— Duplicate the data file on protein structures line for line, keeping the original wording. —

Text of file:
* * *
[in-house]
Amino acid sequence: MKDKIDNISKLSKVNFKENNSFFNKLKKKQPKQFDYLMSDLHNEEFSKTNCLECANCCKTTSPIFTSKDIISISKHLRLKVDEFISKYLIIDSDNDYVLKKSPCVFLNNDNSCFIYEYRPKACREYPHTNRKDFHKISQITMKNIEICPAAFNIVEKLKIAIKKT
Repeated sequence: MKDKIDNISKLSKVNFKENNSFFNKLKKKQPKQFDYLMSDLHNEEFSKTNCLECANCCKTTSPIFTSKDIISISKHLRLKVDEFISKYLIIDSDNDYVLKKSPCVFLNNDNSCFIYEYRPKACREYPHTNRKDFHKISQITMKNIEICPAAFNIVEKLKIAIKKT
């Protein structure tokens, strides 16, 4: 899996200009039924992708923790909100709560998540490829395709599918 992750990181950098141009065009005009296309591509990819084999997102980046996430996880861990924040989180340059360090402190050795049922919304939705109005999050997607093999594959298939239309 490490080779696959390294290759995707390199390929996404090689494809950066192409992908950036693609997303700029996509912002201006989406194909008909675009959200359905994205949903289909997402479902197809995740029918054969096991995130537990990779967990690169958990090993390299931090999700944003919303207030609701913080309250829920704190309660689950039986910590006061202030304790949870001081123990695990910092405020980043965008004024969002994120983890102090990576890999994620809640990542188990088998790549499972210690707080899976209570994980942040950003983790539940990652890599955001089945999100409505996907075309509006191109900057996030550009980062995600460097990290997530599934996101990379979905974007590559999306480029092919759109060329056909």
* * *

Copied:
[in-house]
Amino acid sequence: MKDKIDNISKLSKVNFKENNSFFNKLKKKQPKQFDYLMSDLHNEEFSKTNCLECANCCKTTSPIFTSKDIISISKHLRLKVDEFISKYLIIDSDNDYVLKKSPCVFLNNDNSCFIYEYRPKACREYPHTNRKDFHKISQITMKNIEICPAAFNIVEKLKIAIKKT
Repeated sequence: MKDKIDNISKLSKVNFKENNSFFNKLKKKQPKQFDYLMSDLHNEEFSKTNCLECANCCKTTSPIFTSKDIISISKHLRLKVDEFISKYLIIDSDNDYVLKKSPCVFLNNDNSCFIYEYRPKACREYPHTNRKDFHKISQITMKNIEICPAAFNIVEKLKIAIKKT
């Protein structure tokens, strides 16, 4: 899996200009039924992708923790909100709560998540490829395709599918 992750990181950098141009065009005009296309591509990819084999997102980046996430996880861990924040989180340059360090402190050795049922919304939705109005999050997607093999594959298939239309 490490080779696959390294290759995707390199390929996404090689494809950066192409992908950036693609997303700029996509912002201006989406194909008909675009959200359905994205949903289909997402479902197809995740029918054969096991995130537990990779967990690169958990090993390299931090999700944003919303207030609701913080309250829920704190309660689950039986910590006061202030304790949870001081123990695990910092405020980043965008004024969002994120983890102090990576890999994620809640990542188990088998790549499972210690707080899976209570994980942040950003983790539940990652890599955001089945999100409505996907075309509006191109900057996030550009980062995600460097990290997530599934996101990379979905974007590559999306480029092919759109060329056909």